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to re-enter the profession and a defendant who solicits one whom he believes presently to be a prostitute to change her business relations.”  (Bradshaw, at p. 426.)  Hashimoto and Patton, as well as a number of other cases, followed the rule of Bradshaw.  (See, e.g., People v. Jeffers (1987) 188 Cal.App.3d 840, 855 (Jeffers); Deloach, supra, 207 Cal.App.3d at p. 333.)

Like Lax and Charles, Hashimoto quoted, with approval, the purpose of the antipandering statute as stated in Montgomery:  “to ‘cover all the various ramifications of the social evil of pandering and include them all in the definition of the crime, with a view of effectively combating the evil sought to be condemned.’”  (Hashimoto, supra, 54 Cal.App.3d at p. 866; see also Lax, supra, at p. 487; Charles, supra, at p. 816.)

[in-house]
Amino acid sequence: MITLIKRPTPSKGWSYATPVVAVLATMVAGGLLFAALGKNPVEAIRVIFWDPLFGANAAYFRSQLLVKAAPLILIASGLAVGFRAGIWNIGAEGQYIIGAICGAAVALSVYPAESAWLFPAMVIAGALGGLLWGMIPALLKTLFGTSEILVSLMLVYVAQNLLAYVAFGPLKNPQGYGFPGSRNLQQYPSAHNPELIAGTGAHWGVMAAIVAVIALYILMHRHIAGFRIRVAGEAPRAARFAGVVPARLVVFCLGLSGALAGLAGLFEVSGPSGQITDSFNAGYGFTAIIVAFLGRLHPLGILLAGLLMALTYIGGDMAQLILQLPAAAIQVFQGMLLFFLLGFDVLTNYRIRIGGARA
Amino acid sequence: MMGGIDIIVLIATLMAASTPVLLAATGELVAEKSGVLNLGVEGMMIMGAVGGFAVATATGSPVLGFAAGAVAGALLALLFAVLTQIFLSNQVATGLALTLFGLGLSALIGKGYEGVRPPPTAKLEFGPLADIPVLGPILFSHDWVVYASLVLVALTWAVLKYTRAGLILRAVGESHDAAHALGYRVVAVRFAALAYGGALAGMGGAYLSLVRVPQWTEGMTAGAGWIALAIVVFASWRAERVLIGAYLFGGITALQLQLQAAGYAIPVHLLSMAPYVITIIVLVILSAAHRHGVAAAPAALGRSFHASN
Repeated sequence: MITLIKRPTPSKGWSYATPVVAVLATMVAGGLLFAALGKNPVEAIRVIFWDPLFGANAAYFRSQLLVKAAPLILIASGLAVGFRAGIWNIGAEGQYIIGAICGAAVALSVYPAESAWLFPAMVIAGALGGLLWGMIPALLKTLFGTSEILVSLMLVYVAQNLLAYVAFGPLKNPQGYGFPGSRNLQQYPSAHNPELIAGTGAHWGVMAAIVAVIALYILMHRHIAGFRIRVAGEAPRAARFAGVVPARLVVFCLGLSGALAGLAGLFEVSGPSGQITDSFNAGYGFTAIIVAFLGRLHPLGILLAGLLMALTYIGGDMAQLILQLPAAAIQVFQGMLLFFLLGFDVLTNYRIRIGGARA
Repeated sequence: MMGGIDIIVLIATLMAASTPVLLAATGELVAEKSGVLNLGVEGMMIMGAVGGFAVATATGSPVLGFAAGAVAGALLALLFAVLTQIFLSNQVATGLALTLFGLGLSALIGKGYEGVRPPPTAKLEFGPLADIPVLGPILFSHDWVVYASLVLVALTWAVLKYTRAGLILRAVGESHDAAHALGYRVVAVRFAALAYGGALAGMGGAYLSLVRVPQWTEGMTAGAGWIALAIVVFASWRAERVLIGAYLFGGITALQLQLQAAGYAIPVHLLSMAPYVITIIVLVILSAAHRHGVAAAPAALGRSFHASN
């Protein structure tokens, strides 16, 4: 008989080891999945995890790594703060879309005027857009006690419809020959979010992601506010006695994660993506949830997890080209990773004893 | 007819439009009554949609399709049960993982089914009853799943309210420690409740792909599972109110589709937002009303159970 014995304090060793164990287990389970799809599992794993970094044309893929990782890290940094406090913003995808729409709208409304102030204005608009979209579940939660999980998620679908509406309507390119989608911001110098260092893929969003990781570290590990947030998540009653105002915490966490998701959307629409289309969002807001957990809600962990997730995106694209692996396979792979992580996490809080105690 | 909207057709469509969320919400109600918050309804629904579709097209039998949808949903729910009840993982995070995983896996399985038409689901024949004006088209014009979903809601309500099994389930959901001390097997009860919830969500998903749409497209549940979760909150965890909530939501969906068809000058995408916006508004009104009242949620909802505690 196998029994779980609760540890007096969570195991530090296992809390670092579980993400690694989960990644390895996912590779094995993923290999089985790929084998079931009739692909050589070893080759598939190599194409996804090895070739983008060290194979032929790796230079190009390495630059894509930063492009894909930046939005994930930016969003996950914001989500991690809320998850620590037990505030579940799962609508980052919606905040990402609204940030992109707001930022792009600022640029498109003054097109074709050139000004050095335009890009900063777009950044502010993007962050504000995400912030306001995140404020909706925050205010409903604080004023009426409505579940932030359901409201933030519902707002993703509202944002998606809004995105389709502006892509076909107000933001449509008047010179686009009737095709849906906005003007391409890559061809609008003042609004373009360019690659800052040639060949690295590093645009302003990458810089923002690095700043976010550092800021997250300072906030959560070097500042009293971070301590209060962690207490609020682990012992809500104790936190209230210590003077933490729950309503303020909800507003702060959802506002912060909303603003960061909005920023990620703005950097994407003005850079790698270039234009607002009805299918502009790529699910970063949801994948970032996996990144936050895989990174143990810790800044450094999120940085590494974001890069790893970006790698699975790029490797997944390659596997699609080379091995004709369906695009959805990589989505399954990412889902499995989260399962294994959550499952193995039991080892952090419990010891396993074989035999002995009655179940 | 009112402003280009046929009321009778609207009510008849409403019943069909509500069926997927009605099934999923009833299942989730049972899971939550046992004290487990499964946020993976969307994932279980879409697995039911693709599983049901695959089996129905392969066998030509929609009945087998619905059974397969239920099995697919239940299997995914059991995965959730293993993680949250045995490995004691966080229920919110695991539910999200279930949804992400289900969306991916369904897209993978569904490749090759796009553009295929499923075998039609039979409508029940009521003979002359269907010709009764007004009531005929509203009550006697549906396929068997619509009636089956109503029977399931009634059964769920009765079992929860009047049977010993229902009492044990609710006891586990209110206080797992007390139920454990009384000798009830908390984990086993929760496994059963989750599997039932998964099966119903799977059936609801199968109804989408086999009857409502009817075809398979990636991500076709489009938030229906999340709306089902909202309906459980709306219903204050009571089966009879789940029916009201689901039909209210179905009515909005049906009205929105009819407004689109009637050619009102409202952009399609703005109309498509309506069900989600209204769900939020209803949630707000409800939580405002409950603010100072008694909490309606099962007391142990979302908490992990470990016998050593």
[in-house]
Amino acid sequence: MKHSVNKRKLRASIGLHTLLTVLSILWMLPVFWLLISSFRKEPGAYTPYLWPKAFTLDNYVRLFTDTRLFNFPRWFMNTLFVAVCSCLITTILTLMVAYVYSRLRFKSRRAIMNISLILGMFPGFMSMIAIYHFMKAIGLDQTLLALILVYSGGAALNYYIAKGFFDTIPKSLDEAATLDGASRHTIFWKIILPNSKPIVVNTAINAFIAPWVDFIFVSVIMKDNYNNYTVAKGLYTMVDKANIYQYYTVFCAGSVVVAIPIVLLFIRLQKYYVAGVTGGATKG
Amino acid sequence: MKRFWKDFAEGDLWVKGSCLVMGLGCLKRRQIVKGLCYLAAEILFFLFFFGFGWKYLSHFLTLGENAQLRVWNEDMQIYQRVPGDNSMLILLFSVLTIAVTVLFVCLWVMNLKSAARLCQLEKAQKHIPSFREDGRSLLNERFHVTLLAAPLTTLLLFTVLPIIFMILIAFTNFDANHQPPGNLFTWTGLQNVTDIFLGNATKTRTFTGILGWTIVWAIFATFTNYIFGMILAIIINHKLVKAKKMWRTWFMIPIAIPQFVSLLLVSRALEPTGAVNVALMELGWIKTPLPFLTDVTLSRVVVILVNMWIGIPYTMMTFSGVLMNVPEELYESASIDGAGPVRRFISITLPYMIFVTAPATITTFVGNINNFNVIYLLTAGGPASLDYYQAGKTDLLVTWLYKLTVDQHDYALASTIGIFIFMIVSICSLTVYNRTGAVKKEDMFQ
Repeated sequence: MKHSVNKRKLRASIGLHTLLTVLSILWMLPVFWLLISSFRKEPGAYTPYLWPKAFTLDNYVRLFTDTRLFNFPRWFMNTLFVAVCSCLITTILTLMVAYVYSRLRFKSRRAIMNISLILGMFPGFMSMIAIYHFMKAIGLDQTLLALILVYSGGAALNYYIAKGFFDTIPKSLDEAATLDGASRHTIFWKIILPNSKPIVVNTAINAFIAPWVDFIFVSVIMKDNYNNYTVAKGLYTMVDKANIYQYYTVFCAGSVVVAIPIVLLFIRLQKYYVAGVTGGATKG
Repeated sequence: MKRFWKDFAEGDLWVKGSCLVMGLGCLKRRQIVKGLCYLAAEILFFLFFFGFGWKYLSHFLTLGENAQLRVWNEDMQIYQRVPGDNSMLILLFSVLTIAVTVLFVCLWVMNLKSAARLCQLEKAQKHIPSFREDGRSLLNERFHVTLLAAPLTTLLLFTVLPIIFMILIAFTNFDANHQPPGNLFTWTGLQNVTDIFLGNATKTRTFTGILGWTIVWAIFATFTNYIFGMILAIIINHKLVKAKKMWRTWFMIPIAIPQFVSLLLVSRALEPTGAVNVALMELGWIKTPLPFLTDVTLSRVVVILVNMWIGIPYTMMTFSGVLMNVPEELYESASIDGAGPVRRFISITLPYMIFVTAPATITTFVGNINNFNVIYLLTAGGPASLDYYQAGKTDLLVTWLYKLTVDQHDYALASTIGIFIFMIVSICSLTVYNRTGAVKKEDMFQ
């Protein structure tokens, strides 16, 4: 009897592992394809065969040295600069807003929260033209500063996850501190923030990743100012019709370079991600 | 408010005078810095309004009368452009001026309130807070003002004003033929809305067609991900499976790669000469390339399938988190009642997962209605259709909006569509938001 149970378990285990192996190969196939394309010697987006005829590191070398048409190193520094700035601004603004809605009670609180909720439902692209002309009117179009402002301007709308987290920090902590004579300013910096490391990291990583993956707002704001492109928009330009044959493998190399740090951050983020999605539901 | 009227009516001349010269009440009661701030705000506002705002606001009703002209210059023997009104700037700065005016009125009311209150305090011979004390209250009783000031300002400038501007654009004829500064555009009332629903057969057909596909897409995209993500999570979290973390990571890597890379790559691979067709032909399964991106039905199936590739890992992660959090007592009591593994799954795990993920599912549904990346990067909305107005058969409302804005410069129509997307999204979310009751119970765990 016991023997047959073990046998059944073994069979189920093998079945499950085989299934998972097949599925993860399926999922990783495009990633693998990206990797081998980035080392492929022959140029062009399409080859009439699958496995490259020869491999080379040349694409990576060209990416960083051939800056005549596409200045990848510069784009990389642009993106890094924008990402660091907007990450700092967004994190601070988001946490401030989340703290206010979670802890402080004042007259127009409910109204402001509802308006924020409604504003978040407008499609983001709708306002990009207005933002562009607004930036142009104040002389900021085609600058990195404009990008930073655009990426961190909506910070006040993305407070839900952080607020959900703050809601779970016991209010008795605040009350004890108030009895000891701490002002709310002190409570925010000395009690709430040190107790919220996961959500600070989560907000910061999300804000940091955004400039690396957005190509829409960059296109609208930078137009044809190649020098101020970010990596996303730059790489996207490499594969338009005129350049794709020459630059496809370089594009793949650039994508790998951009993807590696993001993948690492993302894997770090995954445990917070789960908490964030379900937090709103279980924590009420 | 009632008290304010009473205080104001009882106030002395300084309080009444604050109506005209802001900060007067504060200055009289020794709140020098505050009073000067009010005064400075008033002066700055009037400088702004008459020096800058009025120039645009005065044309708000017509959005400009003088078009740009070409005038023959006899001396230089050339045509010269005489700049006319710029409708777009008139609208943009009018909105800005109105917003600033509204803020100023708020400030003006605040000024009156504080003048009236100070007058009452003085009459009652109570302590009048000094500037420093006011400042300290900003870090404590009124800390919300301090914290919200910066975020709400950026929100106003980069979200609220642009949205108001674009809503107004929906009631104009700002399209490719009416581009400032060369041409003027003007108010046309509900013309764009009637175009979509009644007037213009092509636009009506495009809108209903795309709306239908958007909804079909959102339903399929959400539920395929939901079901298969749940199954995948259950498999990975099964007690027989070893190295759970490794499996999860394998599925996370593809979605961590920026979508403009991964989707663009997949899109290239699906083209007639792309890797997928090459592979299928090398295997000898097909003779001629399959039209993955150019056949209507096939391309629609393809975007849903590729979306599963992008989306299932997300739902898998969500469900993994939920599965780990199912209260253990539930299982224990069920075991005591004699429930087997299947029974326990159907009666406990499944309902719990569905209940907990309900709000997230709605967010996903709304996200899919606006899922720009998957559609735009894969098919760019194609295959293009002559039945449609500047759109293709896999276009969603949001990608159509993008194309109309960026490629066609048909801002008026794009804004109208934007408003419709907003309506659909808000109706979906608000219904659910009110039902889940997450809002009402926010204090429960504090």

The Hashimoto court also cited Aguilera v. Superior Court (1969) 273 Cal.App.2d 848 (Aguilera).  There, the appellate court found that “it is not stretching the logic of the wording, considering the broad purpose of the entire code section . . .” to construe language prohibiting a person from encouraging another to remain an “‘inmate’” of a “‘house of prostitution,’” to also refer to a maitre d’s encouraging a prostitute to use her apartment for prostitution.  (Aguilera, supra, at p. 852.)  A number of other cases where courts of this state deflected attempts by panderers to weasel out of their convictions by straining at particular words or phrases within subsections of the statute can be traced through Aguilera and authorities it cites.  (See, e.g., People v. Martin (1964) 228 Cal.App.2d 677, 680 [the word “‘procure’” does not include an element of compulsion and “‘house of prostitution’” can be an apartment]; People v. Nasworthy

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